A coalition of regional elected, municipal and school officials last week teed off on Governor Andrew Cuomo and the state Legislature for not making crippling unfunded mandates a reform priority for 2013.
State Senator Greg Ball (R/C-Patterson) led an onslaught of criticism from Yorktown Town Hall in a frustrated group that included Westchester County Executive Rob Astorino, Yorktown Supervisor Michael Grace and Somers Supervisor Mary Beth Murphy.
“There’s zero excuse for this governor to sidestep this issue and not even mention unfunded mandates in his State of the State Address,” Ball said, noting two years ago Cuomo established a team to create a comprehensive mandate relief package but has yet to propose any changes.
“Unfunded mandates are crushing our local governments and school districts all across the state. We need unfunded mandate relief and we need it now,” Ball remarked. “It may not be sexy, but mandate relief is the single most important thing we can do.”
Astorino said nine mandates from the state, including pension costs, which have skyrocketed about 3000% since 2001, consume 85% of Westchester’s property tax levy.
“Albany’s unfunded mandates are making it impossible for municipalities and schools all across the state to provide their own services, and that hurts everyone in their communities,” Astorino said. “It is so coercive to local municipalities, schools and the county in a way that people are just starting to understand. Albany needs to get its foot off the throat of local municipalities. We’re feeling like we’re drowning and we’re going to drown unless something is done in a real way soon.”
While not in attendance, Putnam County Executive MaryEllen Odell issued a statement complaining that the state imposed 2% tax cap and 75% of county taxes going directly to cover more than 200 unfunded mandates was an “insurmountable challenge.”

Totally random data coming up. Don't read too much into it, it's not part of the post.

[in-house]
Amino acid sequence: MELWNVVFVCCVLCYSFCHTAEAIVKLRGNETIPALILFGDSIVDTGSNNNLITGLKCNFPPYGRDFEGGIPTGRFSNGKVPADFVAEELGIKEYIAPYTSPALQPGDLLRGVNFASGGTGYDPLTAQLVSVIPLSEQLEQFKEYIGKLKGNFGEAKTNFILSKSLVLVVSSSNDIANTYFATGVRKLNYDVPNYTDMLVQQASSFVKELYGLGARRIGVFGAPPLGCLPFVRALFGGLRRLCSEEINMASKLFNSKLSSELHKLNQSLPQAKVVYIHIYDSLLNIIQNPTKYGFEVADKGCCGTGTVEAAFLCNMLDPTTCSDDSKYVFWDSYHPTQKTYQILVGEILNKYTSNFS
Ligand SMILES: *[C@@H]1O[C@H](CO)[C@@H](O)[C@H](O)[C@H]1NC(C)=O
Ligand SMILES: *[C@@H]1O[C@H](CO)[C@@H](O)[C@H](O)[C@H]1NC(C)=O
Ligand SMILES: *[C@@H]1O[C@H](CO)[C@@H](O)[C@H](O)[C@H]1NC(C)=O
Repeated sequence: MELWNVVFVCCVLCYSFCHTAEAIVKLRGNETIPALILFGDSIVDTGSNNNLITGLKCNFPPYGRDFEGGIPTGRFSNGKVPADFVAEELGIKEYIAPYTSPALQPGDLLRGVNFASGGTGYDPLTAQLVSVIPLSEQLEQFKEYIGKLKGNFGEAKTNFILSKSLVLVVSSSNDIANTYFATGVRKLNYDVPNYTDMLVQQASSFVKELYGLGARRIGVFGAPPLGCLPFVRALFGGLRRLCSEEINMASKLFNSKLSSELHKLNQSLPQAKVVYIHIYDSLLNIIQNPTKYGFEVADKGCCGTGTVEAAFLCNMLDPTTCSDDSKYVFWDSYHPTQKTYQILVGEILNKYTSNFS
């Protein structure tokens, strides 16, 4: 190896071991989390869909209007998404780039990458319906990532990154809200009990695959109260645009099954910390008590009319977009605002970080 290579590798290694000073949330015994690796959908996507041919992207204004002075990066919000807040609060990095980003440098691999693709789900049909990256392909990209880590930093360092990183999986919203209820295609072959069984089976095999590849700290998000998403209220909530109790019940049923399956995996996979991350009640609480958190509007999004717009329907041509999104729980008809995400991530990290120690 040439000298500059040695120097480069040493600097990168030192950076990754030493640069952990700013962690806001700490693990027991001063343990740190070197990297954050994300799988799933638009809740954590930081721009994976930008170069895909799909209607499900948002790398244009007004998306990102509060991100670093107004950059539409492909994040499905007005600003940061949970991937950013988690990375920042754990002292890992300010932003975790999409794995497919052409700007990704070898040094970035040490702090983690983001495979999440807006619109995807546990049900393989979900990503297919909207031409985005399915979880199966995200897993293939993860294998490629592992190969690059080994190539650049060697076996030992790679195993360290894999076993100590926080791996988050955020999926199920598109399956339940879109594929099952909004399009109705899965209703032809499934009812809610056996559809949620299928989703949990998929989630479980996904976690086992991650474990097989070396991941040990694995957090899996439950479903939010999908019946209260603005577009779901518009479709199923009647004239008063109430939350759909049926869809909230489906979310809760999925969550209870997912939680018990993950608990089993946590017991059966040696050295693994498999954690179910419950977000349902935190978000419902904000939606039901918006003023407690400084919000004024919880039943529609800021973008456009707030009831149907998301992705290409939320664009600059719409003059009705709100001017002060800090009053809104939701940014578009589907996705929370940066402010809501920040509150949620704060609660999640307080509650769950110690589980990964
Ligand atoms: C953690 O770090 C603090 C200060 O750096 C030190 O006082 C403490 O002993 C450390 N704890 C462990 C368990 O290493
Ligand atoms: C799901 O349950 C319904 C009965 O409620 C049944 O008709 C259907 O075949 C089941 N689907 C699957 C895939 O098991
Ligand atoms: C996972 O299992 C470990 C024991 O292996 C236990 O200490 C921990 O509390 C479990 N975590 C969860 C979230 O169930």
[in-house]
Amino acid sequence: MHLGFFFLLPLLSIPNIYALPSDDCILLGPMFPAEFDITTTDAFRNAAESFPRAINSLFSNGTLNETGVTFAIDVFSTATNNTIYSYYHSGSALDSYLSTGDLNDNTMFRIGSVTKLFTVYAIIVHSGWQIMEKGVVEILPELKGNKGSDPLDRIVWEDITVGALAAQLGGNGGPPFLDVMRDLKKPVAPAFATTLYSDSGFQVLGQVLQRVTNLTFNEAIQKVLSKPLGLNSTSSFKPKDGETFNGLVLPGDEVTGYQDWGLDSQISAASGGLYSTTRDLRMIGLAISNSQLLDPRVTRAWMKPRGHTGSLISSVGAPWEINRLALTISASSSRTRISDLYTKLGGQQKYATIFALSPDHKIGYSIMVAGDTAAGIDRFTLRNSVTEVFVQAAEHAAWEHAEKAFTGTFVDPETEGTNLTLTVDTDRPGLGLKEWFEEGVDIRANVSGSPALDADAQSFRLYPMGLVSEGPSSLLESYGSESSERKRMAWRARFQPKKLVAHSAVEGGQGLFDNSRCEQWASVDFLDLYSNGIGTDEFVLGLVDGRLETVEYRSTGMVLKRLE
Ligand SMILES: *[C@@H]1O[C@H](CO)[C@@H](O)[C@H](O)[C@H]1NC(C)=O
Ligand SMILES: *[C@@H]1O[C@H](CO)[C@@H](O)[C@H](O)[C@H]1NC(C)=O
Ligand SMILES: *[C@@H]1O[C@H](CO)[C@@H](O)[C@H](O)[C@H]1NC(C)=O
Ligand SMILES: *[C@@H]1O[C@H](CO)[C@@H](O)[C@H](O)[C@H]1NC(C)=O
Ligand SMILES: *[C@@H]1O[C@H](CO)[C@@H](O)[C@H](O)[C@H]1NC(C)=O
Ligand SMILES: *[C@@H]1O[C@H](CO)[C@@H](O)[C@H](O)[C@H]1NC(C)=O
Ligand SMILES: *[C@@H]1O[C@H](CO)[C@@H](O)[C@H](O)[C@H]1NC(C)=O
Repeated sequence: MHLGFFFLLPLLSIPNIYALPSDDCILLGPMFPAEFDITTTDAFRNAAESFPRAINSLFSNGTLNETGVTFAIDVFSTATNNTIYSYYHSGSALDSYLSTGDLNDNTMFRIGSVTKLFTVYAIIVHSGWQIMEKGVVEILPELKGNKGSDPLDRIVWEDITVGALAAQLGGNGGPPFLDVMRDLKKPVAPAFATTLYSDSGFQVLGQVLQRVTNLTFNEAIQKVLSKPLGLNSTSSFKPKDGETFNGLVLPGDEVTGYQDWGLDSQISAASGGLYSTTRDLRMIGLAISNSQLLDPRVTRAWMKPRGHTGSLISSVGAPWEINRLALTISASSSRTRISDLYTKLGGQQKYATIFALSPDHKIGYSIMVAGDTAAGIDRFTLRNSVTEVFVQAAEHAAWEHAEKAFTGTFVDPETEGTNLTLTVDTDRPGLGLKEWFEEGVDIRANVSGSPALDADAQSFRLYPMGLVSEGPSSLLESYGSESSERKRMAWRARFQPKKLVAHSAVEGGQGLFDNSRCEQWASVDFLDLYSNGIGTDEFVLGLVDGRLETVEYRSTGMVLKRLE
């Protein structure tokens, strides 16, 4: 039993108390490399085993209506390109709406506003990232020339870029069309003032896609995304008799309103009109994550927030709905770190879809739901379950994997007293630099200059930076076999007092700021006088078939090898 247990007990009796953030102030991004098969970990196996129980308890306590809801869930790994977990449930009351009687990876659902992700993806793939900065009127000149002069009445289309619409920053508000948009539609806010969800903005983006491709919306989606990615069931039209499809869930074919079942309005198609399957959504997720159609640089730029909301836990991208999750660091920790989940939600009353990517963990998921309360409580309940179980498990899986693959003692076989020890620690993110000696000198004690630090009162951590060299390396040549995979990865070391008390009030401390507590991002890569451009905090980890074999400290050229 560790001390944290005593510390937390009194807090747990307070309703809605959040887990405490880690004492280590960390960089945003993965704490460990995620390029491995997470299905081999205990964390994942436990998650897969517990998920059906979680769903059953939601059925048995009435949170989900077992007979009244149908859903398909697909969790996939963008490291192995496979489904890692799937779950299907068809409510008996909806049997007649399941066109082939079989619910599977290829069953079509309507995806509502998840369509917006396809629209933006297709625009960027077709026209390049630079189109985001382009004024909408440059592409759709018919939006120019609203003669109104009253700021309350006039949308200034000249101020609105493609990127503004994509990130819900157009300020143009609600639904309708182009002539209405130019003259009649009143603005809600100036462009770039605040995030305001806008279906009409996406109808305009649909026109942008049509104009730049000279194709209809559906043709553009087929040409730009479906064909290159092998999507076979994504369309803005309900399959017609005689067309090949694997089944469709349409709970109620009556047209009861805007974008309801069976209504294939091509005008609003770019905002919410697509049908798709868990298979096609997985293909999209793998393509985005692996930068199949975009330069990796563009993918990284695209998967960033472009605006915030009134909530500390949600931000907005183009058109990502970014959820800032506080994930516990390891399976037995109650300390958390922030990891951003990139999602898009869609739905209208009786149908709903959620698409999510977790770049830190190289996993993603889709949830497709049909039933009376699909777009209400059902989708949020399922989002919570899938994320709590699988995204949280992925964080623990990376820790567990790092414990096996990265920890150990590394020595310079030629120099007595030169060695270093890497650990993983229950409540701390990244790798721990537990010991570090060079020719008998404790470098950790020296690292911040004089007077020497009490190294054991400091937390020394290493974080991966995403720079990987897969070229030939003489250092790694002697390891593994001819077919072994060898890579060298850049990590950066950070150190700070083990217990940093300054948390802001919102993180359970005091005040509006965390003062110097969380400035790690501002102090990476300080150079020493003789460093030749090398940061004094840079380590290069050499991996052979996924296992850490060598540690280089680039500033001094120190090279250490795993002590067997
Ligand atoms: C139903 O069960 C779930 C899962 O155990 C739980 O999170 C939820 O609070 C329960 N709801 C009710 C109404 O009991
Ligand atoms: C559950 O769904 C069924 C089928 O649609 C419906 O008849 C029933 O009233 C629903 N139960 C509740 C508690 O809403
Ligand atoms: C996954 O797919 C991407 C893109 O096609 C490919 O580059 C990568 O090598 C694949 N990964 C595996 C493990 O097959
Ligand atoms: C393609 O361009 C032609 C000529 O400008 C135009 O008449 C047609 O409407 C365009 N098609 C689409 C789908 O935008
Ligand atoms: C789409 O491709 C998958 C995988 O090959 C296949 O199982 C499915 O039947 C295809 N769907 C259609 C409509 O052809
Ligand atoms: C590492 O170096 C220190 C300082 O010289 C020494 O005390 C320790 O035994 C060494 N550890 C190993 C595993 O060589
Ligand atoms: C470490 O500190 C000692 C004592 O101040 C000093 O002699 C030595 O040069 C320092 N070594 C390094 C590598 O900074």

“While Putnam County government is committed to complying with the 2% tax cap, we have to know that our counterparts in Albany are equally committed to relieving us of these progressive-strapping mandates,” Odell stated.
Grace and Murphy maintained local municipalities were handcuffed by the mandates, which has been leading to more residents to move out of the area and the state.
“If New York State doesn’t do something about it, New York is going to go off the cliff itself,” Grace said. “We believe Albany has to take very bold steps. The pussyfooting has to stop. We’re boxed in with incredible red tape and regulations that don’t make any sense.”
“We have to stop the bleeding. It’s out of control,” Murphy said.
Ball said the best way to make progress with unfunded mandates was during the budget process, which the state Legislature will be grappling with over the next two months.
“These are the bread and butter issues that we elected this governor to deal with,” Ball said. “Focus on the tough stuff. The pain is still there to get this done.”
Grace is optimistic by local officials banding together it will put pressure on the Legislature and Cuomo to make meaningful changes.
“The game changer here and what we can be optimistic about is we have supervisors, town board and school board members who are not beholden to special interest,” Grace said. “We are all suffering. With that type of coalition and grassroots, we do have a powerful voice and maybe they’ll start to listen.”